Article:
Risk aversion continues to seep through the markets, driving investors into the safety of the 2 lowest yielding currencies, the US dollar and the Japanese Yen. The demand for dollars and yen has nothing to do with the outlook for the US and Japanese economy, both of which are very bleak. Instead, when investors are nervous they tend to reduce their positions which are frequently funded by cheaply borrowed dollars and yen. After liquidating, investors park their money in the safety of US Treasuries and by extension the US dollar. In this current market environment, the strength of the US dollar is not a reflection of the strength of the US economy or even the hopes of a faster recovery.

Beige Book Blues

It is no secret that the US economy is in serious trouble. In fact you cannot walk into a restaurant or a bar without hearing someone talk about the problems in the economy. The latest Beige Book report shows that the pain is not over. According to 12 Fed Districts across the nation, the economy weakened throughout December and into the first days of 2009. There was nothing positive in the report as weaker activity was seen in the manufacturing sector, housing and labor market. It may be some time before we see any pickup in the US economy because now that the holiday shopping season is over, consumers may cut back even further. The Federal Reserve looks at the Beige Book report to help determine their monetary policy decisions and based upon the dismal outlook, the central bank will probably keep interest rates low for an extended period of time.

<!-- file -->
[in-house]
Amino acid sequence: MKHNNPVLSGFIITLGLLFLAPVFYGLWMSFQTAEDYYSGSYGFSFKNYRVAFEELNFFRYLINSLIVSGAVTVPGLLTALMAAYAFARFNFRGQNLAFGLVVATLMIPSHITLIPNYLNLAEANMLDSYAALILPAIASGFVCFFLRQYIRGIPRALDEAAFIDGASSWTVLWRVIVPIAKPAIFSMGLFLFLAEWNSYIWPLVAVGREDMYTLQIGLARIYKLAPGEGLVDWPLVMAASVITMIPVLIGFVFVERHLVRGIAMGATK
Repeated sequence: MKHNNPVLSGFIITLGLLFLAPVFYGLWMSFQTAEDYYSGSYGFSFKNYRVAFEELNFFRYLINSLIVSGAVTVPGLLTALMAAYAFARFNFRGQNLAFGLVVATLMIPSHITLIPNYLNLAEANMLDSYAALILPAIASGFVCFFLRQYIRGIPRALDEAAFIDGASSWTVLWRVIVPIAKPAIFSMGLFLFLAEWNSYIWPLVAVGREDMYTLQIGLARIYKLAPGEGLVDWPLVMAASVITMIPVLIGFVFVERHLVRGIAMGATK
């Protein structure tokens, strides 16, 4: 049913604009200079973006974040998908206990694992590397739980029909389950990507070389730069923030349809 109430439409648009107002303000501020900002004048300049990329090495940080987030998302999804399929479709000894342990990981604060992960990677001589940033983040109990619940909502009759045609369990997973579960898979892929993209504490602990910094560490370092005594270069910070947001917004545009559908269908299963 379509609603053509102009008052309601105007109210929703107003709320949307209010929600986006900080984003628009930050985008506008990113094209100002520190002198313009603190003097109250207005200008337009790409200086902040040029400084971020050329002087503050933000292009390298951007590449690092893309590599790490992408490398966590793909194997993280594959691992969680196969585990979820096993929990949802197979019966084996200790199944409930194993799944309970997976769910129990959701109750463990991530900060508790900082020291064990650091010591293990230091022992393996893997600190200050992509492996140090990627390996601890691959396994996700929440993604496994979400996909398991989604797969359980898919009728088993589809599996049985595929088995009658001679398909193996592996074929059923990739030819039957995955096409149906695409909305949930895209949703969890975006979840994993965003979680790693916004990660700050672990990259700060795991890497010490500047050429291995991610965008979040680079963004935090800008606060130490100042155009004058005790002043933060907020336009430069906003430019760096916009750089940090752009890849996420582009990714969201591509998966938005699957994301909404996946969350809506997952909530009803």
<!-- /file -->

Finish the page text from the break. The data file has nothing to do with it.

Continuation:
The Grinch Stole Christmas

For the 6th month in a row, US consumers have cut back spending. The December consumer spending data tells us that retailers had a very tough time this holiday shopping season. Consumers reduced their spending by 2.7 percent but if you take out year end deals in the auto sector, retail sales actually fell 3.1 percent, the largest decline in at least 16 years. The Grinch really stole Christmas this year and no one is happy about it. Lower gasoline prices continued to drive down gas station receipts, but weaker spending was seen across the board. The worry now is that more retailers will be forced to file for bankruptcy protection and the latest consumer spending reinforces those fears. With more than 1 million Americans out of work in the last 2 months, concern about job security has led to more nimble shopping over the Christmas holidays. Import prices dropped for the fifth month in a row, but by less than the market had expected.

Watch Out for a Sharp Contraction in Q4 GDP

Expect fourth quarter GDP to be very weak. Retail sales are one of the primary inputs to GDP and the sharp drop in consumer spending suggests that GDP could have fallen by more 4 percent. JPMorgan actually expects GDP to drop by 5.5 percent while Deutsche Bank is calling for a 6.5 percent decline. Either way this would be the largest contraction in growth since 1982 when GDP shrank 6.4 percent in the first quarter. Interest rates back then were much higher than where interest rates are now so the Federal Reserve's natural response was to ease aggressively. With no room to cut interest rates to support the economy, the current recession could be dragged out longer. Producer prices, jobless claims, the Empire State and Philadelphia Fed manufacturing indices are due for release tomorrow. The market expects producer prices to fall at a slower pace which is confirmed by the smaller decline in import prices. The manufacturing sector should remain weak, but a modest rebound is expected as well.